Friday mystery object #323 answer

Last week I gave you this incredibly cute mystery floofball to identify:


It took approximately 10 minutes for palfreyman1414 to work out what it was and come up with an excellent cryptic clue as to the identity of the genus:

Right, best guess is that this is a genus of tiny anno domini public transportation.

Tiny (=micro) anno domini (=AD aka Christian/Common Era, abbreviated to CE) public transportation (=bus) which gives us Microcebus.

Microcebus É. Geoffroy, 1834 are commonly known as the Mouse Lemurs, a genus containing 24 currently recognised species of tiny Malagasy primates.

Lesser Mouse Lemur by Arjan Haverkamp, 2007

Lesser Mouse Lemur by Arjan Haverkamp, 2007

Normally I’d be looking for a species level identification, but that would be a real challenge, since the members of this diminutive genus are remarkably similar in appearance – especially if you only have a very faded 100+ year old specimen to work from.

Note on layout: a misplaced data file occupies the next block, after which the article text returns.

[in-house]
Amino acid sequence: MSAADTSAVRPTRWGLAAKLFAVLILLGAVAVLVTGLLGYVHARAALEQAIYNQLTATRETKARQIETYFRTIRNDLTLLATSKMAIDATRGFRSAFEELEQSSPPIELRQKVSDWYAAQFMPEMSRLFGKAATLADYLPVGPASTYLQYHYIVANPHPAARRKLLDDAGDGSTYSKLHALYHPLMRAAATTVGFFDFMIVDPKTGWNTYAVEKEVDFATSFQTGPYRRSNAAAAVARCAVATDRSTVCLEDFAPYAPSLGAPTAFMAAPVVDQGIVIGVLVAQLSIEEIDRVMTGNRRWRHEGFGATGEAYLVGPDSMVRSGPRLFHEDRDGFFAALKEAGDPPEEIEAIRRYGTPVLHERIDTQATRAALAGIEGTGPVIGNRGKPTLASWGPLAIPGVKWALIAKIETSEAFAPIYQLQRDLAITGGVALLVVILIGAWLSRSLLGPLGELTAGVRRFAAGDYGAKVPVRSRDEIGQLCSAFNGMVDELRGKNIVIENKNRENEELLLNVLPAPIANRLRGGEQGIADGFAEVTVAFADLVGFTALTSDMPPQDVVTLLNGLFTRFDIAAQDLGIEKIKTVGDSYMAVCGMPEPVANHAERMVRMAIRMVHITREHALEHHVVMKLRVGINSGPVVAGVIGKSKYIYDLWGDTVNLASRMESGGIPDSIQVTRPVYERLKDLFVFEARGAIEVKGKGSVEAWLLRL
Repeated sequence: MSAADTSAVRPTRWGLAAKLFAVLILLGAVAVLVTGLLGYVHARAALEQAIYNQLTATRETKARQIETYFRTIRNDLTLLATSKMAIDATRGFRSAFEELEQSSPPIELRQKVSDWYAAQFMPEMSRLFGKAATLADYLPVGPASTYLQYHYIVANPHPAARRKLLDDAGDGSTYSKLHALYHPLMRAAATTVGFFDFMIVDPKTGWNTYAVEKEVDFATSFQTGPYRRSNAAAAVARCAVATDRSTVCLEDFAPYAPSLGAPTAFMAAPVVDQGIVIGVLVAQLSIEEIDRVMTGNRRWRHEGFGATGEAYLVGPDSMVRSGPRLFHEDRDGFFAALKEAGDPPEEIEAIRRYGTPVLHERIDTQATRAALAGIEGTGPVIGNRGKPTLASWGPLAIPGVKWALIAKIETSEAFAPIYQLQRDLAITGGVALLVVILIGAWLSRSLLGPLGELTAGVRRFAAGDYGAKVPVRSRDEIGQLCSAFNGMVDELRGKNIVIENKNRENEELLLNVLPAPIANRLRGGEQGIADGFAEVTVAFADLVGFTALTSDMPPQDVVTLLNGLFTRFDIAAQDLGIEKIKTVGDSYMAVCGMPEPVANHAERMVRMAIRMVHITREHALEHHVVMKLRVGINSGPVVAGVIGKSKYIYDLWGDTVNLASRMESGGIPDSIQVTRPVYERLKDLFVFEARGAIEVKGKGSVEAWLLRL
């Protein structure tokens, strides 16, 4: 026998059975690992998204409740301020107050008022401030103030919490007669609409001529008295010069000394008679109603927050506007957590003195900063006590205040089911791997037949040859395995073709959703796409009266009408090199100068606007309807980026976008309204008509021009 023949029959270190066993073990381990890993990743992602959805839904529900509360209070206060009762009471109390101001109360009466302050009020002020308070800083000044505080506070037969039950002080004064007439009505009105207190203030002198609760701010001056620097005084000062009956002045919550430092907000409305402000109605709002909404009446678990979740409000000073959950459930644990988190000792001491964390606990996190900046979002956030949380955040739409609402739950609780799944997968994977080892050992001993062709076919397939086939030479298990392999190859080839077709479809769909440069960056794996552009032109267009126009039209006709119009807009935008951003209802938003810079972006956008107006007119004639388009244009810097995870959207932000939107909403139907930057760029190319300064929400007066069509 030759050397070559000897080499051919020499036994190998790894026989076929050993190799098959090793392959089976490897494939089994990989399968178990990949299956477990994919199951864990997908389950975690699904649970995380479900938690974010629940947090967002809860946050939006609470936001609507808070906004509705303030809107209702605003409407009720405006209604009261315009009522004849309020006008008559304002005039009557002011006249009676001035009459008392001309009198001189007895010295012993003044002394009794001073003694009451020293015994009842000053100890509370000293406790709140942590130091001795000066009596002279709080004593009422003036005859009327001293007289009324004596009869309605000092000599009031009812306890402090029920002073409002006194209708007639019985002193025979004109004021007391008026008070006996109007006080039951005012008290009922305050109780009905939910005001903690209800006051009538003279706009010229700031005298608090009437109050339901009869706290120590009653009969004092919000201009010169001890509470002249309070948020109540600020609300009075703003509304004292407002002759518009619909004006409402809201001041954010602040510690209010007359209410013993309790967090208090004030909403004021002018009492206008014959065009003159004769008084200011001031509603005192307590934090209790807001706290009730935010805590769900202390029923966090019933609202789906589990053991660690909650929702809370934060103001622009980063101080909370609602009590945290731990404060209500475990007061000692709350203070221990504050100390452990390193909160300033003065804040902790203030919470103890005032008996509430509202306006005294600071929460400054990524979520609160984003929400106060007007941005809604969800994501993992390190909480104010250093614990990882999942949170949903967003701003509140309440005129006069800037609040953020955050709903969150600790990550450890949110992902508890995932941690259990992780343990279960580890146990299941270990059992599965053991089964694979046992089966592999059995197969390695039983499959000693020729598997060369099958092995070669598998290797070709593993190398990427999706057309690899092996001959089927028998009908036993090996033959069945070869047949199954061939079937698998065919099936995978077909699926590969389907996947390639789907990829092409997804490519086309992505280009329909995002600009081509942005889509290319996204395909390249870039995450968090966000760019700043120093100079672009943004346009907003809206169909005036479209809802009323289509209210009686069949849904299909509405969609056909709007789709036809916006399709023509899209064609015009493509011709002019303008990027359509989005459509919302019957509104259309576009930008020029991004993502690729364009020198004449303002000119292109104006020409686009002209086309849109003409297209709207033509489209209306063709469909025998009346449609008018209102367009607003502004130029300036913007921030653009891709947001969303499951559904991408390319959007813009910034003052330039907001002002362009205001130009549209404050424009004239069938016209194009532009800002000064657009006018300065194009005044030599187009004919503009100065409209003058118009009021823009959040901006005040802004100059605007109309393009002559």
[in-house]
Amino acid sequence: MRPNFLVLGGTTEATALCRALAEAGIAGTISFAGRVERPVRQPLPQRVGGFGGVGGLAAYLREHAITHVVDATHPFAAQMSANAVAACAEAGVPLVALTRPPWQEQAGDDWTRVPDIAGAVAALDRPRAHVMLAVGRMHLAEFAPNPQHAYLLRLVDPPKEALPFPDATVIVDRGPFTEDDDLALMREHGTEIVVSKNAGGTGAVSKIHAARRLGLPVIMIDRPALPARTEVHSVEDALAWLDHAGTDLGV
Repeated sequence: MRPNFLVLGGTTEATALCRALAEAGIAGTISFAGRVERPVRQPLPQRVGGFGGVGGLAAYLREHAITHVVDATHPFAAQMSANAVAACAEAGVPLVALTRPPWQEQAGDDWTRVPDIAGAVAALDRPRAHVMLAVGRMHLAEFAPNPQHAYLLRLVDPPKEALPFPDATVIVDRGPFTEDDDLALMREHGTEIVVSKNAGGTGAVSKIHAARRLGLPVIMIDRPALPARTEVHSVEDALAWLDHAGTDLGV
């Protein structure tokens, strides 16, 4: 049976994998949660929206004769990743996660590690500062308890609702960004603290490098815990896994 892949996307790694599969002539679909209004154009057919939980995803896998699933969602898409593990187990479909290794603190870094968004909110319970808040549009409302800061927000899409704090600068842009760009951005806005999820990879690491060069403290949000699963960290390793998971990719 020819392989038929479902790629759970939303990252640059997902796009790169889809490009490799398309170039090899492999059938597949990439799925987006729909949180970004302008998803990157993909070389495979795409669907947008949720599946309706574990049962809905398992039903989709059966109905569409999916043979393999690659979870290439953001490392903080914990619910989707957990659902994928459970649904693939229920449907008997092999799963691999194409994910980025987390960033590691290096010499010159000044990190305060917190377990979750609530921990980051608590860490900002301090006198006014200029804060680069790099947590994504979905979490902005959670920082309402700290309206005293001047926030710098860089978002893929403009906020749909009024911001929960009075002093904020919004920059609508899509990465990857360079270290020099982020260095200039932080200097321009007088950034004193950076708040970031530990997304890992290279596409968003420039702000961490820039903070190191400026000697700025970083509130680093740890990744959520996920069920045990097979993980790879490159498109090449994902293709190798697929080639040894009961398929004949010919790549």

In fact, before genetic analysis was available, only two species of Mouse Lemur were formally recognised, with another couple proposed but disputed. In the last 20 years there have been a further 20 new species recognised, meaning that despite the label on the Dead Zoo specimen saying it’s Microcebus murinus (Miller, 1777), it could well be something else – perhaps even a new species yet to be described.

I say that because even though researchers have been busy finding new species, they are mostly working in the field and several of the species being discovered are incredibly rare due to habitat loss in Madagsacar. When our specimen was collected it could easily have been from an area that was logged before researchers had a chance to do genetic work on the Mouse Lemurs present, so there may have been species there that were never discovered before they were lost.

This idea of species being lost before they’re discovered is a depressing, but very real one. Most taxonomists agree that there are around ten times as many species on Earth as have been described by science so far. More are being discovered all the time, but they tend to be from areas with fewer scientists (unsurprisingly), but not necessarily areas with less human impact.